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Hello and welcome to this web designers Web Designer Weston video tutorial.

I’m Owen Corso from Google.

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And today, we’re going to build a rich media expandable creative with video.

Let’s start by selecting file, New File.

This opens a dialog box where we will set up our ad.

First, let’s make out high of project.

We have four options– The default is Display & Video 360so we will leave that as is.

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KENT: My name is Kent.

I'm the creativespecialist on the Google Web Designer team and I'd like to review dynamic exits in Studio A dynamic exit refers to the URL loaded when a dynamic ad is clicked on It's usually related to the product being shown and that URL comes from yourdata feed This video describes the workflow for setting up dynamic exits in Studio Now the simplest case is an ad which doesn't use a gallery or carouselcomponent Here's an example from another one of my videos titled Dynamic inStudio - Google Web Designer You'll see my creative contains only placeholder content But when I preview it in Studio you'll see it loading data from my feed Refresh it Now we're seeing product number 0 Look at my feed for product 0 we're seeing this name, this image and here is the URLfor my exit for this product Now when I set up this ad, I used the simple static exit So when I click anywhere on the ad it'll load a static URL like a landingpage What we want to have happen is this to exit to the URL associated for that product Let me show you how to do that in Google Web Designer First thing we'll do is select the current event and delete it Then we're going to look over inour components panel and open up Interaction and grab a taparea Then with the Transform control selected I'm going to stretch this out to cover the ad And in my Dynamic panel I'm going to click the plus icon to make a new binding We'll select that tap area We're going to look for Exit override URL And we'regoing to drill into our feed the first item, exit URL, and get the URL Click OK and we'llpublish this Now when that's done we'll switch over toStudio We'll reload our creative I'm going to click on the ad Now I'll see we'regetting product one Just to make sure this is really working let's reload itand get another image Here's number five Let's click on that Here's product fiveso that's good Now next thing you might want to do is combine static and dynamicexits in a single ad so you might want to have a logo up here which goes to a home page and maybe some disclaimer text down here which goes to a legal page So let's see how we can do that Back in Google Web Designer I'm going to double click this newtaparea and give it a new name exit-default then I'll copy and paste it I'm going to call that one exit-product and this layer is on top So I'm going tomake this just cover the product area and I'm going to select exit-default andchange the exit on that Now one trick over here in the Dynamic panel I can choose Selection and now I would just see the binding on that selection I'm going to select it and delete it With it still selected I'm going to move to the Events panel click the plus icon and add a new event Google ad, exit ad, gwd-ad I'm going to put an arbitrary ID in here and I'm going to put a full URL to mylanding page OK and we're going to publish again Now when that's done, we'll switch back to Studio and reload the page Now when I click in the corners I'm getting my static URL And when I click on the product I'm getting the correct product That concludes this demo, dynamic exits in Studio Thanks for watching.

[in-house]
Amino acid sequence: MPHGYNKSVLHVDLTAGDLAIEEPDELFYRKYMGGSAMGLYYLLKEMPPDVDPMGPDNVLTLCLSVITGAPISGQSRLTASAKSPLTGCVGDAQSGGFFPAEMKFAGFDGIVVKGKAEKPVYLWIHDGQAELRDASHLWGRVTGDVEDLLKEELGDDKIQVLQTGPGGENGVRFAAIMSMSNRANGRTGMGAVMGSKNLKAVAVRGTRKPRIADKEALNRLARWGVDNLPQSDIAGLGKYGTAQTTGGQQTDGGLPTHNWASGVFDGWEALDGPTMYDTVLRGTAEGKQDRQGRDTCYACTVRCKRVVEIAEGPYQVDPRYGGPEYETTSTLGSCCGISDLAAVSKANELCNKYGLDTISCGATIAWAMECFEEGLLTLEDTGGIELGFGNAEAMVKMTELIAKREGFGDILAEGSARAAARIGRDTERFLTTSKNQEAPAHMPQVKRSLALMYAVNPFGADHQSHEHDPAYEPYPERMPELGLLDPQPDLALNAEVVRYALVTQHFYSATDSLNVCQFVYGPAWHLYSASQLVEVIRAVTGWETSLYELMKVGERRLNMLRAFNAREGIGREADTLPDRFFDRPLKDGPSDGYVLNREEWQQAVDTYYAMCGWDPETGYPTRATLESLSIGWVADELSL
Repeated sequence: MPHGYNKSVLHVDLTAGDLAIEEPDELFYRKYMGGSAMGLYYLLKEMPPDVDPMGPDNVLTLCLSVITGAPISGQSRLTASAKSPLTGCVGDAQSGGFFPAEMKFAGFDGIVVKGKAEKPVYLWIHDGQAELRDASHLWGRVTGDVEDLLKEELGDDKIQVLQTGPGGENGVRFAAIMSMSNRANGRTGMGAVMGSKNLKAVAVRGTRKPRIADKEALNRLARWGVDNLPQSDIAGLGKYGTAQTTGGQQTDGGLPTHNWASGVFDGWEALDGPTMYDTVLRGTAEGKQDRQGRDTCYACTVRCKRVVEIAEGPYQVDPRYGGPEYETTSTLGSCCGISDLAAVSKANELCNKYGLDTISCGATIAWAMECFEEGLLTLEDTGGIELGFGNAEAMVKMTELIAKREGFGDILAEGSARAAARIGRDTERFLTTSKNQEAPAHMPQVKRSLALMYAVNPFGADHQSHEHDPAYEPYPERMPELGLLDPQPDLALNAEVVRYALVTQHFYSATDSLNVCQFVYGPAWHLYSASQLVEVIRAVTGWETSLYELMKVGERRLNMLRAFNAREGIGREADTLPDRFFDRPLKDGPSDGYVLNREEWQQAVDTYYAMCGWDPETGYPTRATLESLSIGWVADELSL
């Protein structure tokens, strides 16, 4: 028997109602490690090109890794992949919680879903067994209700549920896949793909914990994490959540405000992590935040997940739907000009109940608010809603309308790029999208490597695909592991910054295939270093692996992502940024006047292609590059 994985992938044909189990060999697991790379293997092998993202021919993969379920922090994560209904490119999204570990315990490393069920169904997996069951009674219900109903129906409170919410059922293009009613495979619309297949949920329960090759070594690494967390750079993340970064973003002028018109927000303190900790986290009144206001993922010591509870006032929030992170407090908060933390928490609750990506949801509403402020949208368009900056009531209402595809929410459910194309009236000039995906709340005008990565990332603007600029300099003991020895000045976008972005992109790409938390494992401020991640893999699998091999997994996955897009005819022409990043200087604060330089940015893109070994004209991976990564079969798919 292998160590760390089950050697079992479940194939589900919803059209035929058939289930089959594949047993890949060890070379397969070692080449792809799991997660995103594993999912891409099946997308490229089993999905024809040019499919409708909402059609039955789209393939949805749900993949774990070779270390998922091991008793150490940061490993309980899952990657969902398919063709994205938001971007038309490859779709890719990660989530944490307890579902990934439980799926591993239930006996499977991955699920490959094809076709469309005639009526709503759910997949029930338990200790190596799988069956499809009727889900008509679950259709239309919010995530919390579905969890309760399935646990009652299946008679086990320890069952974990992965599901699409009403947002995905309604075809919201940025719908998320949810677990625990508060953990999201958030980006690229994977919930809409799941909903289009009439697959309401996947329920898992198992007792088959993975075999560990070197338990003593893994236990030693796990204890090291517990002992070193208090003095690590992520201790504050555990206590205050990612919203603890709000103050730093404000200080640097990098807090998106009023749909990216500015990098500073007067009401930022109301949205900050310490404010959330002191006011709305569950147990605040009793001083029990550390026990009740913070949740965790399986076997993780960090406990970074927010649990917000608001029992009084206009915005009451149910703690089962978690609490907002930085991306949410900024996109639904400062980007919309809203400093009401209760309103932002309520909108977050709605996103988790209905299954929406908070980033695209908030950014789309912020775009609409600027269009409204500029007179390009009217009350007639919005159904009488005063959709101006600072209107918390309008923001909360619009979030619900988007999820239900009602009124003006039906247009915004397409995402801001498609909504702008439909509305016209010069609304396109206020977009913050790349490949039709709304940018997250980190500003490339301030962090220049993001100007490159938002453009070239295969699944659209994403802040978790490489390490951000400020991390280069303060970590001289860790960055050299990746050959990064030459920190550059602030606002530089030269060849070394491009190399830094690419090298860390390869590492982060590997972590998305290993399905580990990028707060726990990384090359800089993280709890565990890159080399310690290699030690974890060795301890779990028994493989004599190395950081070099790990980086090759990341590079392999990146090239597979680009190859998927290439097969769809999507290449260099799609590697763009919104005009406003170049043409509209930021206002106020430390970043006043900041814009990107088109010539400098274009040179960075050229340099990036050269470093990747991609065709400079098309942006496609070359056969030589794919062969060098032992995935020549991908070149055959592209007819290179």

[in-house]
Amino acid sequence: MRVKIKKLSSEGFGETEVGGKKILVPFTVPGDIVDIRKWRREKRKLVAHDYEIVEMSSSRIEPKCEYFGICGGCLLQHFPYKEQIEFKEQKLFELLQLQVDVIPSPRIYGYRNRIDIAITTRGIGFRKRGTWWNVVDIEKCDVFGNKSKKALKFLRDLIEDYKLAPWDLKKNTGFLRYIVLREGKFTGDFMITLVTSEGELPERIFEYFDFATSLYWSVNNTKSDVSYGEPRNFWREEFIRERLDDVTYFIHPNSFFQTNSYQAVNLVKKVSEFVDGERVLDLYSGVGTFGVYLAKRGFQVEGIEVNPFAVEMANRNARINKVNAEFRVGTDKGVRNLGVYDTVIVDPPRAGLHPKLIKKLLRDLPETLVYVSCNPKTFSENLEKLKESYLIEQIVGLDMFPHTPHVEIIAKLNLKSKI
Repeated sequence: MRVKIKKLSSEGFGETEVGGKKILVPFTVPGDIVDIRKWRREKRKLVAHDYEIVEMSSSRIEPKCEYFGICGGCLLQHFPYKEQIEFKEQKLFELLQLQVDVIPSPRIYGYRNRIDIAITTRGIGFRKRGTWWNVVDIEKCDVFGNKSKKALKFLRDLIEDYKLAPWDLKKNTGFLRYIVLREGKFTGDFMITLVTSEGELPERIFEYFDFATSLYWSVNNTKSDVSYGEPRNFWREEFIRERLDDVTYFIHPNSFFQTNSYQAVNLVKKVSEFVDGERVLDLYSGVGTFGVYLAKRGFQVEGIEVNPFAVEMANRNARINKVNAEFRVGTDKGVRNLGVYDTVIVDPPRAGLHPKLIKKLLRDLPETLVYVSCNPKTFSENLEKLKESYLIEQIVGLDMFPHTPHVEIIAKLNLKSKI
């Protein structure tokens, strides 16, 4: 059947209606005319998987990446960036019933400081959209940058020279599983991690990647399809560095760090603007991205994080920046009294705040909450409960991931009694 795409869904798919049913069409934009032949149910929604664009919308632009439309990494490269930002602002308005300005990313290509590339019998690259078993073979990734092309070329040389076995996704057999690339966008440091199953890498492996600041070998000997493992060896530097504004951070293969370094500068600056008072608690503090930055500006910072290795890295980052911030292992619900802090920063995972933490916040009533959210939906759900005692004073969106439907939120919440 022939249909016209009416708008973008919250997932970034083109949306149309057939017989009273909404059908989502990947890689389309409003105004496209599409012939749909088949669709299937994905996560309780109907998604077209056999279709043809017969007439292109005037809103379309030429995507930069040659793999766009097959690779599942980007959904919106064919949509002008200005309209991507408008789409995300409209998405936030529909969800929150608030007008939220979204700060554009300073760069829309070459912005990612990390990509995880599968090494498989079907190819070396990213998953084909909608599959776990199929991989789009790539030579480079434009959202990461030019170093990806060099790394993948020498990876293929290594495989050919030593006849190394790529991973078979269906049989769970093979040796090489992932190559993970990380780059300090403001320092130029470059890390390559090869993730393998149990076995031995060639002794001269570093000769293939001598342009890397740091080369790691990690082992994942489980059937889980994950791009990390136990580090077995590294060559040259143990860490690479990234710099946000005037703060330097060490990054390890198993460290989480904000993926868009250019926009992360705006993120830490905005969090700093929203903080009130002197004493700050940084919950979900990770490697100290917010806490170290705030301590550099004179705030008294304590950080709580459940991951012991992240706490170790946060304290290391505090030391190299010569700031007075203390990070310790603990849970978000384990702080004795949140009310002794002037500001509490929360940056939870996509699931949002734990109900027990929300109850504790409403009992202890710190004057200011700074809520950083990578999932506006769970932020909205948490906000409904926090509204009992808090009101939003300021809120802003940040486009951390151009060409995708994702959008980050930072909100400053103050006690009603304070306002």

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Next, we can select the type of ad.

We want to make an expandable, so we select Expandable on the left.

Next, we can set again ad’s dimensions.

We are building a 320 by 50that expands to 480 by 250.

So I will make those changes.

We then assign the Weston creative a name.

I will leave my Save ToLocation as the default, and leave the talk about set to Quick.

Once I’m happy with my settings, I click OK.

Google Web Designer creates the initial pages of the ad for me with the dimensions I defined.